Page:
The Housing Incentive Pool, or HIP for short, is a $71 million grant program that uses transportation infrastructure dollars to reward the cities and counties that produce or preserve the largest number of affordable housing units in designated Priority Development Areas or in Transit Priority Areas from 2018 through 2022.
MTC will distribute the $71 million in HIP grants on a per-unit basis to the 15 jurisdictions that issue certificates of occupancy for the greatest number of eligible housing units — both newly-built and preserved as affordable to low-, very-low- and moderate-income households — over the five calendar years 2018 through 2022.
MTC set aside an additional $5 million for a pilot program to support areas in the region of relative housing affordability with near-term transportation investments. The pilot is focused on transportation projects that will support affordable housing in the North Bay counties of Marin, Napa, Solano and Sonoma in areas that are designated for future growth and have high-quality transit service.
Established by MTC in October 2018, HIP includes $46 million in state funds administered by the Commission through the Regional Transportation Improvement Program (RTIP) plus $30 million in flexible federal funds through the second round of the Commission’s One Bay Area Grant (OBAG 2) program.
Criteria for the HIP program include:
- Newly-constructed units must be deed-restricted for continued affordability to low-, very-low or moderate-income households.
- Preserved affordable housing units must either be subsidized multifamily properties that have been identified by the California Housing Partnership Corp. as being at high or very-high risk of conversion to market-rate rents, or multifamily properties with affordable-but-unrestricted rents on which new long-term rent restrictions have been placed.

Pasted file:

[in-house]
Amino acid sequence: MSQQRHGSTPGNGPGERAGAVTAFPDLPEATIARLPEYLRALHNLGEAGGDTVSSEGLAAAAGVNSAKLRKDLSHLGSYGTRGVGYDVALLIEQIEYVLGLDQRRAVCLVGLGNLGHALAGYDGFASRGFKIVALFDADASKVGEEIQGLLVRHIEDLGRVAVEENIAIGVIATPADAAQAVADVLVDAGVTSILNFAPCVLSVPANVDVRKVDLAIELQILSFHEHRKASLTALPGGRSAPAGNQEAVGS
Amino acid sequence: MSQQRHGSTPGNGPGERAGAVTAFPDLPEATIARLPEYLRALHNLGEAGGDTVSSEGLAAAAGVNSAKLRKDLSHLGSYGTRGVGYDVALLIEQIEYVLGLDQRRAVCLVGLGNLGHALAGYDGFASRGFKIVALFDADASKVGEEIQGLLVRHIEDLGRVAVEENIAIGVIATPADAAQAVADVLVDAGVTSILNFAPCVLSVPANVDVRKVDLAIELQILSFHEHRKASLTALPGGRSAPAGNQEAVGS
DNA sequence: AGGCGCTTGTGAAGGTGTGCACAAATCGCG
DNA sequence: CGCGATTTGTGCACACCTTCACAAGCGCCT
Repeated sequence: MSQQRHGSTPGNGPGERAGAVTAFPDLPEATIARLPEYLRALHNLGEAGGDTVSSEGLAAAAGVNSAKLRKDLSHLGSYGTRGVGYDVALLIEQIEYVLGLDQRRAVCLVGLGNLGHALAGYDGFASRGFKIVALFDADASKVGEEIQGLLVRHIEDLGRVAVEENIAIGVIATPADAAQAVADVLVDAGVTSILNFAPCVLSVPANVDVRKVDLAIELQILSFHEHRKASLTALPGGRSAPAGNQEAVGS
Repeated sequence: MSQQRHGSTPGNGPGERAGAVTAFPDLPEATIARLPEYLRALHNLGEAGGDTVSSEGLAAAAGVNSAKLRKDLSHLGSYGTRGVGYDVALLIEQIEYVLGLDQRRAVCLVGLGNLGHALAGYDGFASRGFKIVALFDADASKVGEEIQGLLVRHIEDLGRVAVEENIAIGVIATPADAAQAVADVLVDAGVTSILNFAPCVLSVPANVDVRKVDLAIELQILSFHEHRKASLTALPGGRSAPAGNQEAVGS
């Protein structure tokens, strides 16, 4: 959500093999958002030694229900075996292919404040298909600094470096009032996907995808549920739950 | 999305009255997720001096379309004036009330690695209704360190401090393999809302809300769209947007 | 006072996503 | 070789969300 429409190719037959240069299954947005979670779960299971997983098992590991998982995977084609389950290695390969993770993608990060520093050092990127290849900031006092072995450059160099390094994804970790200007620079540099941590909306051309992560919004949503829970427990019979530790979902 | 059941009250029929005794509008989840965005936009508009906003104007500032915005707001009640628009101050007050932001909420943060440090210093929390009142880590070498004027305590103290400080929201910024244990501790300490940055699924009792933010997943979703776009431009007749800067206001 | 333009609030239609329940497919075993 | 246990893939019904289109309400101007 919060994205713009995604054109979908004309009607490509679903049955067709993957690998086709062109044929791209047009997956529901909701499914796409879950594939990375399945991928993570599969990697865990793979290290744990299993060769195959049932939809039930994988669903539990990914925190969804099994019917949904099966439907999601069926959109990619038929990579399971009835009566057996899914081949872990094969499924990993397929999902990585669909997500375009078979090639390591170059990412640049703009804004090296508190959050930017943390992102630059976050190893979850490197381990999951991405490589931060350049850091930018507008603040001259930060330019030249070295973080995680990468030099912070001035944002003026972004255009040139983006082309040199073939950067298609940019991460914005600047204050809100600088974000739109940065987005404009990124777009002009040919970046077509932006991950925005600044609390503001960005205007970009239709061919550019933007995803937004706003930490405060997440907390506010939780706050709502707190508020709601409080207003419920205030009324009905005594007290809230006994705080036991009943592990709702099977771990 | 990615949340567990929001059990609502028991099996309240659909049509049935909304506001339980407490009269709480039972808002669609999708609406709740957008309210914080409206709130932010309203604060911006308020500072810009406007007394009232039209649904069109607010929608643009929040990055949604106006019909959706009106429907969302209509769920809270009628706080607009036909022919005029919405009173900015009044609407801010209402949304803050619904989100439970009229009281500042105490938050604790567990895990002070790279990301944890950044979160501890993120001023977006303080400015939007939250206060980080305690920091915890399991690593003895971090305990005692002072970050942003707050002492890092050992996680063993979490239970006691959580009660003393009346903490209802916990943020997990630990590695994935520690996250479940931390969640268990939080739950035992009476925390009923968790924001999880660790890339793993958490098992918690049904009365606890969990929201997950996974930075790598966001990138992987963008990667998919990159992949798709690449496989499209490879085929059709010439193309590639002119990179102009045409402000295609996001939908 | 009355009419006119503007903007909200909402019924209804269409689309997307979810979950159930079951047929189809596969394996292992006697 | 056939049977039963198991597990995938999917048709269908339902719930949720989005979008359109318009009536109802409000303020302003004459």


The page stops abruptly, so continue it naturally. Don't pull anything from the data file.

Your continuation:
- A preserved affordable housing unit with deed restrictions running at least 55 years will be counted as one HIP unit. Units with shorter-term deed restrictions will receive a pro-rated share of a single HIP unit based on this 55-year standard.
- To be eligible for HIP funding, each city or county must have its overall Housing Element certified by the California Department of Housing and Community Development, and also demonstrate compliance with state housing laws related to surplus lands, accessory dwelling units and density bonuses. Self-certification through a local resolution is allowed to demonstrate compliance with these final three requirements.
For more information about the Housing Incentive Pool, please contact Mallory Atkinson of the MTC-ABAG staff at email@example.com.